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In Photoshop CS6 Essential Training, Julieanne Kost demonstrates how to produce high-quality images in a short amount of time, using a combination of Adobe Photoshop CS6, Bridge, and Camera Raw.
The course details the Photoshop features and creative options, and shows efficient ways to perform common editing tasks, including noise reduction, shadow and highlight detail recovery, retouching, and combining multiple images. Along the way, the course explores techniques for nondestructive editing and compositing using layers, blending modes, layer masks, and much more.
Here, we have another example of a very contrasty or high-dynamic-range image. This image was exposed to make sure that the highlights kept their detail, but in doing so, some of the shadow areas are just too dark. In order to correct that, we are going to use a combination of the Blacks slider and the Shadows slider. But before we start moving the slider, let's go ahead and make sure that we have our Shadow Clipping Warning turned on. As soon as I toggle that on, we can see all of these dark areas have this blue overlay on top of them.
I want to try to get rid of that blue overlay, because that means that I'm clipping those areas to pure black, and I would like to see detail in those areas instead. I'll begin with the Blacks slider and start moving it to the right in order to try to reveal some detail or set my black point a little bit lighter. That did correct for some of it, but I'm also going to use my Shadows slider, again, pulling that to the right, in order to reveal detail in those shadow areas.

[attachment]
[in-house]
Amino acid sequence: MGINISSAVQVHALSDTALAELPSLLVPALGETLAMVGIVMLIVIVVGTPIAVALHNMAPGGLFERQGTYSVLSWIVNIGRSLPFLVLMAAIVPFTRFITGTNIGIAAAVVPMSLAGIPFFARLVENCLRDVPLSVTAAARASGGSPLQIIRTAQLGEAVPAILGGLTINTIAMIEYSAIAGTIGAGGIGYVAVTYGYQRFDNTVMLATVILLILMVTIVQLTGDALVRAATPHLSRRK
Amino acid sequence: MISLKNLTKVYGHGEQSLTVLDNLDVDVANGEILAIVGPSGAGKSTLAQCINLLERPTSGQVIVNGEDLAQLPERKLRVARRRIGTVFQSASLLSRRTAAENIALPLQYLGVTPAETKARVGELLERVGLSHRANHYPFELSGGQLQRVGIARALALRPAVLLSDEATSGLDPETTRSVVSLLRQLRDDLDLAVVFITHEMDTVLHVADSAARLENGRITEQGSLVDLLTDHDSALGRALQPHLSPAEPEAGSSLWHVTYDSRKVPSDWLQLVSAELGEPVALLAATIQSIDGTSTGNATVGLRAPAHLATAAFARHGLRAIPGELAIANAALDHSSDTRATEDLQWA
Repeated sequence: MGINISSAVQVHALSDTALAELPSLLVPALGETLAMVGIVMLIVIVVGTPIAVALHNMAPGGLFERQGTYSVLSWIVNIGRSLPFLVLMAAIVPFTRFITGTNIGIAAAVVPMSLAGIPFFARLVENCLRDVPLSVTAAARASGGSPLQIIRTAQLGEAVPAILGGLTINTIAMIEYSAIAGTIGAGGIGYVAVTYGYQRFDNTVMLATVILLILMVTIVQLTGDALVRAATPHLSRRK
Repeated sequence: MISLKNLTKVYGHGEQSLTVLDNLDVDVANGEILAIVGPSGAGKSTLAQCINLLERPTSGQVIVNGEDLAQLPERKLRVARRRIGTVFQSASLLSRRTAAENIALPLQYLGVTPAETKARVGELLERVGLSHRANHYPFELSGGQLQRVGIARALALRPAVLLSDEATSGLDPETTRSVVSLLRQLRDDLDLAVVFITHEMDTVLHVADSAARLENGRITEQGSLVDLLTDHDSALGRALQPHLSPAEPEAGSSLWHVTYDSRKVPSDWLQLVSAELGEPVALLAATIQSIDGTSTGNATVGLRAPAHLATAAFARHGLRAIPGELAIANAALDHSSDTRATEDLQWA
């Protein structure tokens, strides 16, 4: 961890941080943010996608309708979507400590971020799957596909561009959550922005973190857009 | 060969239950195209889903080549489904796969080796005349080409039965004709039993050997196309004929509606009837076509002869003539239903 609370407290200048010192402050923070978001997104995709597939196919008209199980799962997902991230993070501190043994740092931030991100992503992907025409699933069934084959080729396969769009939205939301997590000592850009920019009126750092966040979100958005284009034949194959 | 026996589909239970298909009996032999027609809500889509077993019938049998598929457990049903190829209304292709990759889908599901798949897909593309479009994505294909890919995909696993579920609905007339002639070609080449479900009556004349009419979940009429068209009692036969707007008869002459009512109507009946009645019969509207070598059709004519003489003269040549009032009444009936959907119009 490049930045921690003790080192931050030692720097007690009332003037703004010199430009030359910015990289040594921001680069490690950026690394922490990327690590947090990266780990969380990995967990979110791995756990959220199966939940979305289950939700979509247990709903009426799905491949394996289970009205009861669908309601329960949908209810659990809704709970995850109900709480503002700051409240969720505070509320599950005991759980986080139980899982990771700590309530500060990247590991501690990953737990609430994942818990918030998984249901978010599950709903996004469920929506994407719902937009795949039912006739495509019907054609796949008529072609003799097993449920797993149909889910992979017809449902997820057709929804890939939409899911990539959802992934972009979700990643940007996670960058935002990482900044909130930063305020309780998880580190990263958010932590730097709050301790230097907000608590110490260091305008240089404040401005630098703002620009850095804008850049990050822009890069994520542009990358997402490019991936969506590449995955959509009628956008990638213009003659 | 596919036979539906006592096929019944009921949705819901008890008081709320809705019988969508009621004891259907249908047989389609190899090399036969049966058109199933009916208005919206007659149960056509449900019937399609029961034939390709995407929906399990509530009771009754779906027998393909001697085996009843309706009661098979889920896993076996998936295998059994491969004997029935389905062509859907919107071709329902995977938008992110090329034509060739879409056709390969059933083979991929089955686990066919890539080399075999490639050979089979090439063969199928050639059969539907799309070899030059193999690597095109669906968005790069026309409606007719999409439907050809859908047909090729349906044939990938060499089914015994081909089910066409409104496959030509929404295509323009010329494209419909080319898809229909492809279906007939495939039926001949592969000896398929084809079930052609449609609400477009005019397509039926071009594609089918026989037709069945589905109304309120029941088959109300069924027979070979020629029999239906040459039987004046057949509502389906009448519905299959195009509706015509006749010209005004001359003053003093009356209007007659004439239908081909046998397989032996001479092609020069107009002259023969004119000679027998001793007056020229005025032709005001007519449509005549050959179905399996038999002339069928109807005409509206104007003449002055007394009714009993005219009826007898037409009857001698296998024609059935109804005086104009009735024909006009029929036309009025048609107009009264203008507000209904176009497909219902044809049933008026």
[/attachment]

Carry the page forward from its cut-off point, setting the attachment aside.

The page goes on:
Let's go ahead and pull it all the way to the right. And if you noticed, you can see the change that I've made in the histogram. Let me reset the shadows by double-clicking on it. So there is before and then as we move it to the right, watch all of this information starts moving to the right of the histogram. And when it moves to the right of the histogram, of course, it gets lighter and so now we are able to see the detail that was in that shadow area. One of the things that might happen as you move your Shadows slider to the right is that you will see an increase of noise in those dark areas.
So, let's go ahead and zoom in to 100% and then I'll use the spacebar in order to scoot down so that we can see some of these shadow areas. You can see, for example, in the boat here, especially in the lighter areas, we are picking up a lot of noise. One of the great combinations of tools that you can use is the Shadows slider in combination with the Noise Reduction in the Detail panel. Noise Reduction is going to be covered in more depth in another video, but let me show you what happens when I start moving over the Luminance slider.
As we can see, the noise, all that digital artifacting, is slowly going away. We can still see a little bit of color artifacting, so I can also move the Color slider over in order to hide that. You definitely have to zoom in to 100% while you're making these changes, because if we are in any other zoom percentage, we are not going to see an accurate preview of anything, actually, that we do in the Detail slider.
So, let's move over to our presets and tap the P key to see a before and after. You'll notice that by just using that Blacks slider and the Shadows slider, we are really able to see or reveal a lot more information in those dark areas of the image.
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